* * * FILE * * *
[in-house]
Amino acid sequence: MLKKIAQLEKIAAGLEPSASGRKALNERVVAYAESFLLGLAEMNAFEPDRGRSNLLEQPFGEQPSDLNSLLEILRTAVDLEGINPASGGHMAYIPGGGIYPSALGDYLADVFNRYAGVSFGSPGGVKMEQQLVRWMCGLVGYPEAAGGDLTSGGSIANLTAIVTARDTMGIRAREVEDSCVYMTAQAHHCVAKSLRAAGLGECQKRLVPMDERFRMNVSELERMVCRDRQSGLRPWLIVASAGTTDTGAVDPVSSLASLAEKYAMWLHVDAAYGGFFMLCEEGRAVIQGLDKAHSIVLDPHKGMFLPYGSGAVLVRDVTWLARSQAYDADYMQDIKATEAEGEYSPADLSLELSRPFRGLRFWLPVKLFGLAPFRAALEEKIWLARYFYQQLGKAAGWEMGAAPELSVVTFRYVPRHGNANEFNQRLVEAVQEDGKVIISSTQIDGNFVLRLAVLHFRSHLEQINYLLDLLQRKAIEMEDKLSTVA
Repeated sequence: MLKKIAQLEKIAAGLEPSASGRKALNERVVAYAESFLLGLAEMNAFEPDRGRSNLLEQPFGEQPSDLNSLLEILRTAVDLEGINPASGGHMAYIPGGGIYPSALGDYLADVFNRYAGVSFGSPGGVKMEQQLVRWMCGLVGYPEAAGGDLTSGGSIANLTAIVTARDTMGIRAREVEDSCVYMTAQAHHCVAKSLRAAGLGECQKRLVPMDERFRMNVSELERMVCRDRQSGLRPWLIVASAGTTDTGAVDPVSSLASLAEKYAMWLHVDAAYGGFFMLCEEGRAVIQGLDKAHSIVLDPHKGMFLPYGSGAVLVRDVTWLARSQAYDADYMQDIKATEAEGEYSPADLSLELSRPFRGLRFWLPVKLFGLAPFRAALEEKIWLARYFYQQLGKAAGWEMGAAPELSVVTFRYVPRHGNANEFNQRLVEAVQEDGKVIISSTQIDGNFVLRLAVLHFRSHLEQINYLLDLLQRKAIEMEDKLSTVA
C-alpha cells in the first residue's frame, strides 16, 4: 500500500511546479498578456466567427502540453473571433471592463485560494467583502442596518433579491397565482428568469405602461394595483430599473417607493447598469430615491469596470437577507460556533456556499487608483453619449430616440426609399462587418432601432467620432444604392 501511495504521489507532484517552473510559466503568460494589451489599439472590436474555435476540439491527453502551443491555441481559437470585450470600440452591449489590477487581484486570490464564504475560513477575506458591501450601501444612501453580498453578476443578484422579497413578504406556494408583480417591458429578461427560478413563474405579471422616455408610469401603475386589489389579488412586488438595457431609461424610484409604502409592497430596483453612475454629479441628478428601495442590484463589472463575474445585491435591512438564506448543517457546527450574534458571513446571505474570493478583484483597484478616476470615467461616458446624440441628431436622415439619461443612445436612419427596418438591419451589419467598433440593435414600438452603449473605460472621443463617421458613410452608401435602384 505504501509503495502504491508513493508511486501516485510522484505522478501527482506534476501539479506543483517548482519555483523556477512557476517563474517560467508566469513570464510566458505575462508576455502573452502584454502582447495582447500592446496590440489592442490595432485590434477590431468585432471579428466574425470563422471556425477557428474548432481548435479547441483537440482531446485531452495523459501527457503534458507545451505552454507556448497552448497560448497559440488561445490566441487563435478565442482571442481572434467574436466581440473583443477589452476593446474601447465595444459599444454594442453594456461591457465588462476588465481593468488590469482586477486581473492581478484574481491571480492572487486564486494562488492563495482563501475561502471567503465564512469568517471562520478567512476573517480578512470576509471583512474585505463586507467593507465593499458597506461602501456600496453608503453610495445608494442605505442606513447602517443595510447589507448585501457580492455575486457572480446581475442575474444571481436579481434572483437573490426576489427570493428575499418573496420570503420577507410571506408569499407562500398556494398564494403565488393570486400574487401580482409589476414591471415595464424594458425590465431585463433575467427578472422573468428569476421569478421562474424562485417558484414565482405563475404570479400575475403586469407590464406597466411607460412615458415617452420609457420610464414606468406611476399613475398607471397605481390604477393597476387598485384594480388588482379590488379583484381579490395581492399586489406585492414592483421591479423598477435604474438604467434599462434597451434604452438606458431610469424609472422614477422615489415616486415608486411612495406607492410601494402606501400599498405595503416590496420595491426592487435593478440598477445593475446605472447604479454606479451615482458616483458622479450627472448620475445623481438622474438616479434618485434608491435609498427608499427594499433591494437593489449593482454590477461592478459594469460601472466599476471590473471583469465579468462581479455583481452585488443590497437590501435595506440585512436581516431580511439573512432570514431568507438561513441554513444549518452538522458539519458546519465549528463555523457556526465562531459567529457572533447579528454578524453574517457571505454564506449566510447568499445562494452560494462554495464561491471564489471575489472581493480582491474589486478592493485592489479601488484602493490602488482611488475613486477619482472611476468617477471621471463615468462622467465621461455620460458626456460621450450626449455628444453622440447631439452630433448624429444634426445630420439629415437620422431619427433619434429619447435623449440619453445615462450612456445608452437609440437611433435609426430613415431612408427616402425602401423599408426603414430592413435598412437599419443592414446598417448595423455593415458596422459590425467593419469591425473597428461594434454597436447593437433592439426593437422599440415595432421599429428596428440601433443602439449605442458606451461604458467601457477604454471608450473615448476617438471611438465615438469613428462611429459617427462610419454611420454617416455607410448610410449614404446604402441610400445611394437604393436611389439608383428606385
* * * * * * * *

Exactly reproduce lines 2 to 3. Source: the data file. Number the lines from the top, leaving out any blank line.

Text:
Amino acid sequence: MLKKIAQLEKIAAGLEPSASGRKALNERVVAYAESFLLGLAEMNAFEPDRGRSNLLEQPFGEQPSDLNSLLEILRTAVDLEGINPASGGHMAYIPGGGIYPSALGDYLADVFNRYAGVSFGSPGGVKMEQQLVRWMCGLVGYPEAAGGDLTSGGSIANLTAIVTARDTMGIRAREVEDSCVYMTAQAHHCVAKSLRAAGLGECQKRLVPMDERFRMNVSELERMVCRDRQSGLRPWLIVASAGTTDTGAVDPVSSLASLAEKYAMWLHVDAAYGGFFMLCEEGRAVIQGLDKAHSIVLDPHKGMFLPYGSGAVLVRDVTWLARSQAYDADYMQDIKATEAEGEYSPADLSLELSRPFRGLRFWLPVKLFGLAPFRAALEEKIWLARYFYQQLGKAAGWEMGAAPELSVVTFRYVPRHGNANEFNQRLVEAVQEDGKVIISSTQIDGNFVLRLAVLHFRSHLEQINYLLDLLQRKAIEMEDKLSTVA
Repeated sequence: MLKKIAQLEKIAAGLEPSASGRKALNERVVAYAESFLLGLAEMNAFEPDRGRSNLLEQPFGEQPSDLNSLLEILRTAVDLEGINPASGGHMAYIPGGGIYPSALGDYLADVFNRYAGVSFGSPGGVKMEQQLVRWMCGLVGYPEAAGGDLTSGGSIANLTAIVTARDTMGIRAREVEDSCVYMTAQAHHCVAKSLRAAGLGECQKRLVPMDERFRMNVSELERMVCRDRQSGLRPWLIVASAGTTDTGAVDPVSSLASLAEKYAMWLHVDAAYGGFFMLCEEGRAVIQGLDKAHSIVLDPHKGMFLPYGSGAVLVRDVTWLARSQAYDADYMQDIKATEAEGEYSPADLSLELSRPFRGLRFWLPVKLFGLAPFRAALEEKIWLARYFYQQLGKAAGWEMGAAPELSVVTFRYVPRHGNANEFNQRLVEAVQEDGKVIISSTQIDGNFVLRLAVLHFRSHLEQINYLLDLLQRKAIEMEDKLSTVA